and nothing therefore remained to be done, but to think well of them both, to defend the conduct of each, and throw into the account of accident or mistake, whatever could not be otherwise explained.
She is really so sweet and can perceive no fault in anyone.
No man of common humanity, no man who had any value for his character, could be capable of it. Can his most intimate friends be so excessively deceived in him? oh! no.”
Even though she seems silly, she is in fact quite wise.
“I remember hearing you once say, Mr. Darcy, that you hardly ever forgave, that your resentment once created was unappeasable. You are very cautious, I suppose, as to its being created.” “I am,” said he, with a firm voice. “And never allow yourself to be blinded by prejudice?” “I hope not.” “It is particularly incumbent on those who never change their opinion, to be secure of judging properly at first.” “May I ask to what these questions tend?” “Merely to the illustration of your character,” said she, endeavouring to shake off her gravity. “I am trying to make it out.” “And what is your success?” She shook her head. “I do not get on at all. I hear such different accounts of you as puzzle me exceedingly.”
Once again, Mr Collins demonstrates what a pompous fellow he is:
“My dear Miss Elizabeth, I have the highest opinion in the world of yourexcellent judgment in all matters within the scope of your understanding, but permit me to say that there must be a wide difference between the established forms of ceremony amongst the laity, and those which regulate the clergy; for give me leave to observe that I consider the clerical office as equal in point of dignity with the highest rank in the kingdom—provided that a proper humility of behaviour is at the same time maintained.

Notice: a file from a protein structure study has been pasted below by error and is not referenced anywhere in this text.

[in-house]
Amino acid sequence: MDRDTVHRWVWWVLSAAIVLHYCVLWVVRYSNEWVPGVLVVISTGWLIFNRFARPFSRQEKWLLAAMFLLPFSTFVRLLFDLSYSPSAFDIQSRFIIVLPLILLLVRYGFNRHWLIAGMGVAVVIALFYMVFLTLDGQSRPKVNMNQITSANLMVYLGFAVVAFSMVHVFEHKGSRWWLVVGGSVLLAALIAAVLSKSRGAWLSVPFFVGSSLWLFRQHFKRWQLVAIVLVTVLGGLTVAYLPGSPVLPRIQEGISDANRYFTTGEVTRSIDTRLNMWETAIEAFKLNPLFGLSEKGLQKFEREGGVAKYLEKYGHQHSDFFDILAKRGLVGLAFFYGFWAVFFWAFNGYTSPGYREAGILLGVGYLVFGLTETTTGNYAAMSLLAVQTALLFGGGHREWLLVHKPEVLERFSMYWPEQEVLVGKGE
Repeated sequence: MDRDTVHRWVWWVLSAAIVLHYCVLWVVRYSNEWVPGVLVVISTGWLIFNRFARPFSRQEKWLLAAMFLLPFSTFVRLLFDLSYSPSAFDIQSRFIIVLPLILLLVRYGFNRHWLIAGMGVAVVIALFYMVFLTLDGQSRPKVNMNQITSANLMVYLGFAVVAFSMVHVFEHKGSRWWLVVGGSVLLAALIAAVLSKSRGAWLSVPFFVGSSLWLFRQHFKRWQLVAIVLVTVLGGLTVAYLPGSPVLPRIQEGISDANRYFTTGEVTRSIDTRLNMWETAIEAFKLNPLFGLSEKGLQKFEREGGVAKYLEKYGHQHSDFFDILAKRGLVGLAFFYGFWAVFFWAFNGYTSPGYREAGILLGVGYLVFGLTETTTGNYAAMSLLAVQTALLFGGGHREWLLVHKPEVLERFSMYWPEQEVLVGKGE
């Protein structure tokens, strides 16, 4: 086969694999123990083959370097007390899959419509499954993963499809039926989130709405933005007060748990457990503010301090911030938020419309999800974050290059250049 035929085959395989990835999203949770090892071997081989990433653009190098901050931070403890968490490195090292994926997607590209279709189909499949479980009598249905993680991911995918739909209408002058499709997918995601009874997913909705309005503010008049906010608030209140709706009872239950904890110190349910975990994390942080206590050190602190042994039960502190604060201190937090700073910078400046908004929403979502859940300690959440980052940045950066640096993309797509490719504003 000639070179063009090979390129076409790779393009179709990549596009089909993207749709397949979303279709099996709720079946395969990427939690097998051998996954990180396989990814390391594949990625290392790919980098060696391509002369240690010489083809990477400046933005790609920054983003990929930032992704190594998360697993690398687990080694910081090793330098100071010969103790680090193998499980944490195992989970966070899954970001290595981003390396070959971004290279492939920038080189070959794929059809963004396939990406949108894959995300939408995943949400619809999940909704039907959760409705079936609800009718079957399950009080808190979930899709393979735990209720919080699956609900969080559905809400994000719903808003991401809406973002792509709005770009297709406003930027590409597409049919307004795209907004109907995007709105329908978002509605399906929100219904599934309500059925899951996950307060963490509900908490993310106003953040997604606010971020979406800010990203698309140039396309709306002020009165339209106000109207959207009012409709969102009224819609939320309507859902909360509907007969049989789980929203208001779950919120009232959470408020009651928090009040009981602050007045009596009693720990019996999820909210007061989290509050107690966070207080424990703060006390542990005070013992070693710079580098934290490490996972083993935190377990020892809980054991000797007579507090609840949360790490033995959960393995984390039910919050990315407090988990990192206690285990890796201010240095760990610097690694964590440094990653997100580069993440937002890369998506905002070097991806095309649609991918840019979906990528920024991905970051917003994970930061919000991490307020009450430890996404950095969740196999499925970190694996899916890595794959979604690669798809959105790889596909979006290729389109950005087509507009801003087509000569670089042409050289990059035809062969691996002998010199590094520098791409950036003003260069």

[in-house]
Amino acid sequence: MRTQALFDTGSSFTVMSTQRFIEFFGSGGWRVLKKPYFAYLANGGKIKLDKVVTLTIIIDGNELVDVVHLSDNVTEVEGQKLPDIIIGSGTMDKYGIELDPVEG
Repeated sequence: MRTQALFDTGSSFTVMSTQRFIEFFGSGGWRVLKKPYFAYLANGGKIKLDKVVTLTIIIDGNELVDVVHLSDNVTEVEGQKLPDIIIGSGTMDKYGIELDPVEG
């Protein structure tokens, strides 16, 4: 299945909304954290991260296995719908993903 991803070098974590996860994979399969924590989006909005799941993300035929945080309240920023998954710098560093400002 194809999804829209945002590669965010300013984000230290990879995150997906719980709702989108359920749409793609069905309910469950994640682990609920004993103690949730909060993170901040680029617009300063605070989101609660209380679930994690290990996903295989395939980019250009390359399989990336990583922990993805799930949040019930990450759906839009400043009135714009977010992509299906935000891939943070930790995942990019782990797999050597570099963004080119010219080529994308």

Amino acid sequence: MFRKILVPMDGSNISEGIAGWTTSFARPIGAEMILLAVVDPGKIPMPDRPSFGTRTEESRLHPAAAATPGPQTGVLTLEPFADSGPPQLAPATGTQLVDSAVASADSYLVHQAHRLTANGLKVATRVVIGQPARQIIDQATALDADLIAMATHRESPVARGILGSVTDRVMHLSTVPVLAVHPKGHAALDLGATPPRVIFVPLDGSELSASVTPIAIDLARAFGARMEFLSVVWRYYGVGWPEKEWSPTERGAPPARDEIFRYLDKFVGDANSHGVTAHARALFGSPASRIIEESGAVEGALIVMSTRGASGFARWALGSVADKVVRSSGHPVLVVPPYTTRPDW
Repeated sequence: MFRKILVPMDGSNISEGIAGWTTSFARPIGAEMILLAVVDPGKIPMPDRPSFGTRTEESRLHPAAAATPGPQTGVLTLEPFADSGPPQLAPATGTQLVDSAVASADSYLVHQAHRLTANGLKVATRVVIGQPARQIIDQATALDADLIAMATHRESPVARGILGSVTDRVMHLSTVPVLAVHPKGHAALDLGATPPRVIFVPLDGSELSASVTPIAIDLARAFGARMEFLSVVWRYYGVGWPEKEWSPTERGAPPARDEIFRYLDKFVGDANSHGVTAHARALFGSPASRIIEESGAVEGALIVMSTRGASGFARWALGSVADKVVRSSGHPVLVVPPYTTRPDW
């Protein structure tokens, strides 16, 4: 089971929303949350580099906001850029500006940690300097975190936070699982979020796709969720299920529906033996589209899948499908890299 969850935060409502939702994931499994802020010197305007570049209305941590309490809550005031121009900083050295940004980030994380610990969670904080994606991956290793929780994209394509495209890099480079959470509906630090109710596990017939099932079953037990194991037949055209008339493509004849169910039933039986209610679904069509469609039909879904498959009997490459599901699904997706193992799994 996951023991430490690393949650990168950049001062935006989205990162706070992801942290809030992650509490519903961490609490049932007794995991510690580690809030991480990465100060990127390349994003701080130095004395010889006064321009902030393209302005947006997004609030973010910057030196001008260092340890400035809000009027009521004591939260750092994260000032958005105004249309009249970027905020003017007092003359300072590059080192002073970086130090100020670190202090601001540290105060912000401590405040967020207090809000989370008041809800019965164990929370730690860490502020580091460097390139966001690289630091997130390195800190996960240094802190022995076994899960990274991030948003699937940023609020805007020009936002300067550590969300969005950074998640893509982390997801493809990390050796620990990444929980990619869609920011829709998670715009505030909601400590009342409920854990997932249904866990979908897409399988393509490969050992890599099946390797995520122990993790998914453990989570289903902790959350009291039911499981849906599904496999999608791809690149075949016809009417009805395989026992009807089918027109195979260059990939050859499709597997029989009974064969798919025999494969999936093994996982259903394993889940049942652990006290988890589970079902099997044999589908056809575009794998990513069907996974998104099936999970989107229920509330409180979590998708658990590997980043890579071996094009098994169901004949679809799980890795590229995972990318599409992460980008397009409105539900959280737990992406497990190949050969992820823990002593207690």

But I tell you what, Miss Lizzy—if you take it into your head to go on refusing every offer of marriage in this way, you will never get a husband at all—and I am sure I do not know who is to maintain you when your father is dead.—I shall not be able to keep you—and so I warn you.—I have done with you from this very day.—I told you in the library, you know, that I should never speak to you again, and you will find me as good as my word. I have no pleasure in talking to undutiful children.—
This is the problem alluded to in the opening lines of the book.
Without thinking highly either of men or matrimony, marriage had always been her object; it was the only honourable provision for well-educated young women of small fortune, and however uncertain of giving happiness, must be their pleasantest preservative from want. This preservative she had now obtained; and at the age of twenty-seven, without having ever been handsome, she felt all the good luck of it.
As soon as Elizabeth turns him down, and is remonstrated by him for doing so, he turns his attentions to Charlotte. Here Elizabeth shows prejudice as she is not kind to Charlotte about it.
I am not romantic you know. I never was. I ask only a comfortable home; and considering Mr. Collins’s character, connections, and situation in life, I am convinced that my chance of happiness with him is as fair as most people can boast on entering the marriage state.”
Her disappointment in Charlotte made her turn with fonder regard to her sister, of whose rectitude and delicacy she was sure her opinion could never be shaken, and for whose happiness she grew daily more anxious, as Bingley had now been gone a week, and nothing was heard of his return.
Also pride, although we don't like to chastise Elizabeth when we feel what she does.
On the other hand, Jane is so modest she refuses to even see any fault in Bingley who unintentionally jilts her:
We must not be so ready to fancy ourselves intentionally injured.
It is very often nothing but our own vanity that deceives us. Women fancy admiration means more than it does.”
Elizabeth tries hard to show her that not everyone is as kind as she is, and that Bingley’s sister may not actually care for either of them as much as it may appear, and may instead want him to marry as a matter of pride: